Earlier this month I joined Delaware Senators Tom Carper and Chris Coons in announcing USDA funding support for a project that will help 24 limited-income families build their own homes. It’s called Self-Help Housing.
Under the program, limited-income credit-worthy families work together to build their own houses. Usually, about eight families work together under the guidance of a construction foreman and the process takes about a year. The program requires applicants to provide at least 65 percent of the labor, and at closing, this contribution becomes their “sweat equity.” At the end of the process, USDA provides a direct homeownership loan at an interest rate of as little as one percent.
"The Self-Help Housing Program is one that instills a sense of pride in individuals as they work to build the very structure they will live in," said Senator Carper. "Homeownership is part of the American dream, and programs like the USDA's Rural Development Self Help Housing Program make that dream more accessible as we work our way out of this long and difficult recession," Senator Coons said.
On average, each family contributes about 1,500 hours of labor to the project. That adds up to about $32,000 in sweat equity. That’s a sizable sum when you consider that the average income of participants in the program is under $28,000.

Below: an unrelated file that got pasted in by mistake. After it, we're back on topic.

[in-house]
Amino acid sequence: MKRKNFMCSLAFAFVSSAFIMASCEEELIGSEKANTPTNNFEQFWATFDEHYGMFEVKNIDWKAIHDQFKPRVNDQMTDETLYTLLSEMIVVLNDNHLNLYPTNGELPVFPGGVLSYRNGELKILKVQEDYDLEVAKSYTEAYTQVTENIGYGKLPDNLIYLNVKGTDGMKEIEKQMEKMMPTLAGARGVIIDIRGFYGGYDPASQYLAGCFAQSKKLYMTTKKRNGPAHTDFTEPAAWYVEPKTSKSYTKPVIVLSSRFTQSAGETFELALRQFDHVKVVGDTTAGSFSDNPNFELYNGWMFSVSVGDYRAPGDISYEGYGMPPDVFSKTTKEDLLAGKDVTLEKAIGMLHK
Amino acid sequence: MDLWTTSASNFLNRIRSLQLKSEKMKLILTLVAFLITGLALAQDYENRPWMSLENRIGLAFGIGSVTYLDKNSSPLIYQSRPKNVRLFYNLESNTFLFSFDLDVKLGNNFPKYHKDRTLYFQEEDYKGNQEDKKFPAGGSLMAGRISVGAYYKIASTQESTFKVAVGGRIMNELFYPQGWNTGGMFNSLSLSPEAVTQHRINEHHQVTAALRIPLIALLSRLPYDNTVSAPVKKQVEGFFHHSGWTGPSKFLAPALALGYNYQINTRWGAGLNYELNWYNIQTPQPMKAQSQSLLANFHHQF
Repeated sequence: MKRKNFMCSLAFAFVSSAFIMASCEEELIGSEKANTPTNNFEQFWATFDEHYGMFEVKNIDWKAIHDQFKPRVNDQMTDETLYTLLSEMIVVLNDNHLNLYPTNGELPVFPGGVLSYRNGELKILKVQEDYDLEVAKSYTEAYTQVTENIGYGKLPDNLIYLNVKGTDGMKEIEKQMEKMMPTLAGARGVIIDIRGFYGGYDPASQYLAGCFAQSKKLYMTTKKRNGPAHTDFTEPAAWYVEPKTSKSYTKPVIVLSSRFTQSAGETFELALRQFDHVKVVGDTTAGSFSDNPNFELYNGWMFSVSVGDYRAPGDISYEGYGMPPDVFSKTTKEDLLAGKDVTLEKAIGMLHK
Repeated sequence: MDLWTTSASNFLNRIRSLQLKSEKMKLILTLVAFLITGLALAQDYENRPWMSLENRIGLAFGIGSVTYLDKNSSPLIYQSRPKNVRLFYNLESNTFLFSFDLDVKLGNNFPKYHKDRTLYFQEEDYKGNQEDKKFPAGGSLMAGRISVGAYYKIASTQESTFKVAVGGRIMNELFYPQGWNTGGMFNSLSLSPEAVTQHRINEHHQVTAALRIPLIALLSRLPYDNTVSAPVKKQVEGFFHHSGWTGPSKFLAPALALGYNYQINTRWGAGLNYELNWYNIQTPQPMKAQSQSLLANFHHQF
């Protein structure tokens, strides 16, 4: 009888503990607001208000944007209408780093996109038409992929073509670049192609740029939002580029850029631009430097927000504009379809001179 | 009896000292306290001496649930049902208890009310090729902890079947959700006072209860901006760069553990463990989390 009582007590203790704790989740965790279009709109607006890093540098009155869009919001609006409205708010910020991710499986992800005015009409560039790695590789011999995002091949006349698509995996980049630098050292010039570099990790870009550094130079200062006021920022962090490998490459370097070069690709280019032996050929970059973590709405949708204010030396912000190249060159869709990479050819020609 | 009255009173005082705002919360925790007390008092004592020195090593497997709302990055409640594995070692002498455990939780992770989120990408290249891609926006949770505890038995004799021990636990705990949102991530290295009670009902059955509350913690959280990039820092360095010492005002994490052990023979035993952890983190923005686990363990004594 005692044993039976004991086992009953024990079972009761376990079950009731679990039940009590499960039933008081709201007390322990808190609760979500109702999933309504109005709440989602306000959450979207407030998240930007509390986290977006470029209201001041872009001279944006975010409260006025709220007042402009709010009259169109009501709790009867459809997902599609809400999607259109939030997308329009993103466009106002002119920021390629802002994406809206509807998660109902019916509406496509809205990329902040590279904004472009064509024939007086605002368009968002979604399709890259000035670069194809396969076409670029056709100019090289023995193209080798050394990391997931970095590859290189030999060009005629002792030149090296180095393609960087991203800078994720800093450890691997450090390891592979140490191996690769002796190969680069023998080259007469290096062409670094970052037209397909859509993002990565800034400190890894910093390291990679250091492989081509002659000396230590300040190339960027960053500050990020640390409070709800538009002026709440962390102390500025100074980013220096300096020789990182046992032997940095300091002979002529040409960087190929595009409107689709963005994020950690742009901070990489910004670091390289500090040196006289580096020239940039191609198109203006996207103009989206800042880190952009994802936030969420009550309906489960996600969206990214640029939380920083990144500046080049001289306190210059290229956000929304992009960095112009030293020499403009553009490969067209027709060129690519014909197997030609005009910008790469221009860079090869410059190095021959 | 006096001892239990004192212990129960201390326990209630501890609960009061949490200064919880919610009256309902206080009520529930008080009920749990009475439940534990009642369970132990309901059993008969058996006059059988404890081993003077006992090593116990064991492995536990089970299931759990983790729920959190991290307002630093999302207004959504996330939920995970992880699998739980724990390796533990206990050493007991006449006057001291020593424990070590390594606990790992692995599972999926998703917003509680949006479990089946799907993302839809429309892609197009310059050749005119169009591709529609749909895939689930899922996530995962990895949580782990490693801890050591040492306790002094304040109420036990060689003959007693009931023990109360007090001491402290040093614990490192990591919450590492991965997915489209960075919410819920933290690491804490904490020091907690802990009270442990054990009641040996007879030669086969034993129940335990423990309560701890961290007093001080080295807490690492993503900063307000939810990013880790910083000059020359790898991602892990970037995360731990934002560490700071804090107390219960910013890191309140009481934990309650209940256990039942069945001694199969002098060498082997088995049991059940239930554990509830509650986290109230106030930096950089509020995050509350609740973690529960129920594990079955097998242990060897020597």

The homes are Energy Star rated, and pass inspection before they can be occupied. No one moves into a home until all of them are finished. The Technical Assistance Grant that will make the project possible was provided to the Milford Housing Development Corporation (MHDC) which will provide selected applicants with credit counseling and construction training. All of the homes are to be built in Kent and Sussex Counties.
The Self Help Program has functioned for decades, and it is predicated on the idea that, as a country, we can live within our means while still making the investments we need to prosper. The program follows a balanced approach. Everyone involved plays a part and no one has to bear the entire burden. Since the start of the Obama Administration, about 60 Delaware families have used this program to become homeowners.
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Who is responsible for the warranty of the work under these grant funds? Does the construction foreman have any obligation when something goes wrong due to construction AFTER the house is completed?